simple search api (was Re: mimetype standardisation by testsets)
Mikkel Kamstrup Erlandsen
mikkel.kamstrup at gmail.com
Mon Nov 20 10:29:05 EET 2006
2006/11/20, Jos van den Oever <jvdoever at gmail.com>:
> 2006/11/19, Mikkel Kamstrup Erlandsen <mikkel.kamstrup at gmail.com>:
> > In a stateless lib you don't have to do any bookkeeping, the list of
> > providers would be created when the app asks for it. Here's a short
> > of how I figure the workflow:
> > App: calls lib.getSearchProvider (interface_name)
> > lib: emit a SearchProvidersSpeakUp(iface_name) signal over
> > dbus
> > SearchProvider: return its object path to the lib
> > lib: select a provider from the candidates if there's more than one
> > lib: return candidates object_path
> > App: dbus connect to iface, object_path
> > Does this make sense? What I really wanna do is push as much book
> keeping to
> > dbus itself, since it already does a great deal of what we actually
> The question is: how long should you wait for search engines to
> register themselves before doing any searching? I you have a manager,
> you get one reply, this you know. In your scenario, you do not know
> how long you have to wait. If a search engine is currently swapped out
> it may take more then a second for it to respond. So the latency of
> the first operation is the maximum latency you expect a search
> application to have.
Wont the result be the same if the search manager is swapped out? Also apps
could easily connect to dbus services async or in an idle call, when I write
user end apps I usually do this to reduce any potential waiting (it is very
fast in 99% of the cases though).
This is also the argument against introspection. The number of objects
> may be very large and thus introspection can take forever, again
> because you dont know if an app is there.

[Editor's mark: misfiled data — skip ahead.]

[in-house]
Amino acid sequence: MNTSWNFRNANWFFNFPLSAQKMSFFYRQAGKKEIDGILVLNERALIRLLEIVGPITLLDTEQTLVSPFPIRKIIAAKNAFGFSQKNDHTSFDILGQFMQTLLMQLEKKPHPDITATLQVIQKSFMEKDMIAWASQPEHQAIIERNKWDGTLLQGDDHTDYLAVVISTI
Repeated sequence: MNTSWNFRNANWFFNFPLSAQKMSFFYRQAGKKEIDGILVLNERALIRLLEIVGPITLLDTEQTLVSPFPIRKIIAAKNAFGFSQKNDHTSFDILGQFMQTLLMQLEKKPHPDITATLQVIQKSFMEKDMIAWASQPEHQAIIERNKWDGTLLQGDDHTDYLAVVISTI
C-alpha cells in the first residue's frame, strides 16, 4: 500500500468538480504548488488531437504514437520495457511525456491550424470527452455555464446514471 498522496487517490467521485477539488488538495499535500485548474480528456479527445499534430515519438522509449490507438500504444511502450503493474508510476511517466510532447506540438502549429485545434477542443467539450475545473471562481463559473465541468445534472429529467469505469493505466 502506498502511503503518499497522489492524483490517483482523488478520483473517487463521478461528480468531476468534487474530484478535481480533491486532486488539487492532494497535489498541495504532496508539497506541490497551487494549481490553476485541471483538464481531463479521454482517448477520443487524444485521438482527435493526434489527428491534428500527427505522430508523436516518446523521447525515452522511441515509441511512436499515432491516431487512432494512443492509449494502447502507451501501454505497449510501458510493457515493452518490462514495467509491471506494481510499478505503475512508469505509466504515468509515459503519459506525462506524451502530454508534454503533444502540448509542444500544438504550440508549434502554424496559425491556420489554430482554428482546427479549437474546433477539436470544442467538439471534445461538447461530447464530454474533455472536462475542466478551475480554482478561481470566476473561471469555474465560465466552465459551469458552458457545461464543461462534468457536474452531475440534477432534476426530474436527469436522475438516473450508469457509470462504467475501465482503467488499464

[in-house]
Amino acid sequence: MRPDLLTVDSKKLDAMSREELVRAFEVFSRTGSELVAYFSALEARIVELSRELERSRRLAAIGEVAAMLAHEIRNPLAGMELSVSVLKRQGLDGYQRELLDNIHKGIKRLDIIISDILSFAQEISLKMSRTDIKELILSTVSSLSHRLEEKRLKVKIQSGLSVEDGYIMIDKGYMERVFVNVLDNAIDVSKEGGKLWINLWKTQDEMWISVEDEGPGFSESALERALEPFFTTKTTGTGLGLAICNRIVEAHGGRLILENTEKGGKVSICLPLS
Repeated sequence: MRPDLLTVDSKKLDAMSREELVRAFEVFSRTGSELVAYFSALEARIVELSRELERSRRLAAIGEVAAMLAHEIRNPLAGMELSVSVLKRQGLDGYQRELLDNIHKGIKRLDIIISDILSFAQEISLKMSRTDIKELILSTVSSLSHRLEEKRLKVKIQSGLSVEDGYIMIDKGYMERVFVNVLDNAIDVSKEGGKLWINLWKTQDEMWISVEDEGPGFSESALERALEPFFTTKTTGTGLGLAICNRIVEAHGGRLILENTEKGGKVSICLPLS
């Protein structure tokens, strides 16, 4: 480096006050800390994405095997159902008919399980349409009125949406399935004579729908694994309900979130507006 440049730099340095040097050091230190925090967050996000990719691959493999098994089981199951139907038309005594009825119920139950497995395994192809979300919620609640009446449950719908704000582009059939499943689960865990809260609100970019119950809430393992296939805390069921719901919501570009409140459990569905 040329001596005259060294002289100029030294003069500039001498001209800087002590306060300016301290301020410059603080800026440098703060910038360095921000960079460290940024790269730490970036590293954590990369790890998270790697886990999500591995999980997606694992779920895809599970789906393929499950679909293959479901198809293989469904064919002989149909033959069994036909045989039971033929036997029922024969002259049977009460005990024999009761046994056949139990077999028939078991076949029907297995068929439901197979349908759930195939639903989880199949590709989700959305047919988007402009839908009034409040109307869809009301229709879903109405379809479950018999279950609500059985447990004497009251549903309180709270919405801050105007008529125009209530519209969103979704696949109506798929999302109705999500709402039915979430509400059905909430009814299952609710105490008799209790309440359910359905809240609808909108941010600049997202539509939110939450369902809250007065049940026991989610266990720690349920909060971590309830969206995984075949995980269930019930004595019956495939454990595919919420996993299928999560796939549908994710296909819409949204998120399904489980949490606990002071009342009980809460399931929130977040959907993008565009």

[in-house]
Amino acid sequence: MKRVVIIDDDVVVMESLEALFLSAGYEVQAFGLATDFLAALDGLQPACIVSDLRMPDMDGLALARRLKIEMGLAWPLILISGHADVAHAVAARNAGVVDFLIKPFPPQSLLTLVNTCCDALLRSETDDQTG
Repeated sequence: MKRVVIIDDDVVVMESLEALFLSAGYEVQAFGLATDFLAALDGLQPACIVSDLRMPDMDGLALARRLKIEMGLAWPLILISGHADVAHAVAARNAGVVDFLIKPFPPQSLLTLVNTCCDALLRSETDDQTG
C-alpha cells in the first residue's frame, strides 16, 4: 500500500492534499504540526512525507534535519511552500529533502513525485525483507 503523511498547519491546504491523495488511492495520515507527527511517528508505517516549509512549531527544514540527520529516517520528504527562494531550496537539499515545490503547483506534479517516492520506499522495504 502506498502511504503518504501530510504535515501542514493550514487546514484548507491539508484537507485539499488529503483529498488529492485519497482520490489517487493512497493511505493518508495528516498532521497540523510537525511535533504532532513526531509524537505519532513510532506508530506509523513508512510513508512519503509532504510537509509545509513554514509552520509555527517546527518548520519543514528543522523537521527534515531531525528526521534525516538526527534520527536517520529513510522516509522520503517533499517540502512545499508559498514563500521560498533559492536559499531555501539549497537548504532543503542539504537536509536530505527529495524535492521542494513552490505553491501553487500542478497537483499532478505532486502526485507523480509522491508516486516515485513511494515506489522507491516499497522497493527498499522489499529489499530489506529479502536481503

> The dbus daemon itself does not cache the info we're looking for, so
> we need to cache it somewhere. There are two options:
> - a library that reads from a file in which search engines write that
> they are available and under which object
> - a daemon that has this info
> The scenario with the file is awkward for a number of reasons: which
> language should the library be written in? and what to do if an
> application crashes without removing it's name from the list? The
> daemon can be automatically updated when the name of the application
> is unregistered.
The whole idea with the lib is to have a stateless implementation, thus no
files on disk to cache stuff. Basically I just want to go through your whole
registration step each time an application requests a specific interface.
This way it'll always be up to date.
If the search engine dies (like in crashing and not shutting down cleanly)
underneath the running application it would have to re-request an object
path for the interface. As far as I can tell it is the same with the daemon,
Language? C or C++ I guess, no qt or glib. Like your search manager.
When I think about it the memory issue is less important since linking
against a light shared lib or having a light daemon run will probably give
roughly the same small memory overhead.
Looking through your code it seems that a lot of it would work in a lib too
- it is going to perform almost the same stuff anyway... As you may guess
I'm still not totally hooked on the daemon idea - I'm still not rejecting it
Another issue is D-Bus activation. Should we even assume the search daemon
is running when we look for interface providers? Tracker, for instance, can
be started by dbus activation - I don't know about Strigi, but Beagle can't
do this I think. D-Bus activation makes a lot of sense I think. Some users
simply don't use searching, and with activation they get zero-nadda-no
overhead if they don't do searches.
I'm not 100% sure how to handle the whole deal if we take dbus activation
into account. Then we'd have to do org.freedesktop.DBus.ListActivatableNames()
and some black magic to check what interfaces where provided by the
non-running activatables - without activating them!
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